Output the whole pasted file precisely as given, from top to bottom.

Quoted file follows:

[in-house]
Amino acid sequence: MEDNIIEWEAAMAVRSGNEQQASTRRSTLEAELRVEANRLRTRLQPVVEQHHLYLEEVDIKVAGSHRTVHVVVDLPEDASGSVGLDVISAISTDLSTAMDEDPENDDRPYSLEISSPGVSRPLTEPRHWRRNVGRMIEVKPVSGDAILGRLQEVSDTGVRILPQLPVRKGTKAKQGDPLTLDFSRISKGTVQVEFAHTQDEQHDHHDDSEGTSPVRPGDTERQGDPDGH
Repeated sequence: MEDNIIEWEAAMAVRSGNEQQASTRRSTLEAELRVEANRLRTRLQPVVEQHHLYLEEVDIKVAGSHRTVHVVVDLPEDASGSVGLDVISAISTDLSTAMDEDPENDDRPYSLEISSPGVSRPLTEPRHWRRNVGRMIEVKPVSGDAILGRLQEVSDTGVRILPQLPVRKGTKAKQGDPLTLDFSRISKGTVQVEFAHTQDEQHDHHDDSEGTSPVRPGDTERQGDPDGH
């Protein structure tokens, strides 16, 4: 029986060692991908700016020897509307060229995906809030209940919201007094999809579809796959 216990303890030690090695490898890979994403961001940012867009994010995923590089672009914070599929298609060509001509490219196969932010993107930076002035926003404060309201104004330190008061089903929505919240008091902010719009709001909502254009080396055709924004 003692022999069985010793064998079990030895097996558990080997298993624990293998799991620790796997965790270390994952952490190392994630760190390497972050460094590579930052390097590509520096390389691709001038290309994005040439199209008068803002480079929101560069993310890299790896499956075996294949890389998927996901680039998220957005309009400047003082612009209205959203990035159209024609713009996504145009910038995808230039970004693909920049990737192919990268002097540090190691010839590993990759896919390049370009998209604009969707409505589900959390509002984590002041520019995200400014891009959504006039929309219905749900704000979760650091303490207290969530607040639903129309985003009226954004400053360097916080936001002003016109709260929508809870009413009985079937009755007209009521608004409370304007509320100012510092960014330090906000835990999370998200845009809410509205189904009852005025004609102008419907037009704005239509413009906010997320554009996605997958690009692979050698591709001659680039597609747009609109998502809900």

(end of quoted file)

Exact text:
[in-house]
Amino acid sequence: MEDNIIEWEAAMAVRSGNEQQASTRRSTLEAELRVEANRLRTRLQPVVEQHHLYLEEVDIKVAGSHRTVHVVVDLPEDASGSVGLDVISAISTDLSTAMDEDPENDDRPYSLEISSPGVSRPLTEPRHWRRNVGRMIEVKPVSGDAILGRLQEVSDTGVRILPQLPVRKGTKAKQGDPLTLDFSRISKGTVQVEFAHTQDEQHDHHDDSEGTSPVRPGDTERQGDPDGH
Repeated sequence: MEDNIIEWEAAMAVRSGNEQQASTRRSTLEAELRVEANRLRTRLQPVVEQHHLYLEEVDIKVAGSHRTVHVVVDLPEDASGSVGLDVISAISTDLSTAMDEDPENDDRPYSLEISSPGVSRPLTEPRHWRRNVGRMIEVKPVSGDAILGRLQEVSDTGVRILPQLPVRKGTKAKQGDPLTLDFSRISKGTVQVEFAHTQDEQHDHHDDSEGTSPVRPGDTERQGDPDGH
């Protein structure tokens, strides 16, 4: 029986060692991908700016020897509307060229995906809030209940919201007094999809579809796959 216990303890030690090695490898890979994403961001940012867009994010995923590089672009914070599929298609060509001509490219196969932010993107930076002035926003404060309201104004330190008061089903929505919240008091902010719009709001909502254009080396055709924004 003692022999069985010793064998079990030895097996558990080997298993624990293998799991620790796997965790270390994952952490190392994630760190390497972050460094590579930052390097590509520096390389691709001038290309994005040439199209008068803002480079929101560069993310890299790896499956075996294949890389998927996901680039998220957005309009400047003082612009209205959203990035159209024609713009996504145009910038995808230039970004693909920049990737192919990268002097540090190691010839590993990759896919390049370009998209604009969707409505589900959390509002984590002041520019995200400014891009959504006039929309219905749900704000979760650091303490207290969530607040639903129309985003009226954004400053360097916080936001002003016109709260929508809870009413009985079937009755007209009521608004409370304007509320100012510092960014330090906000835990999370998200845009809410509205189904009852005025004609102008419907037009704005239509413009906010997320554009996605997958690009692979050698591709001659680039597609747009609109998502809900």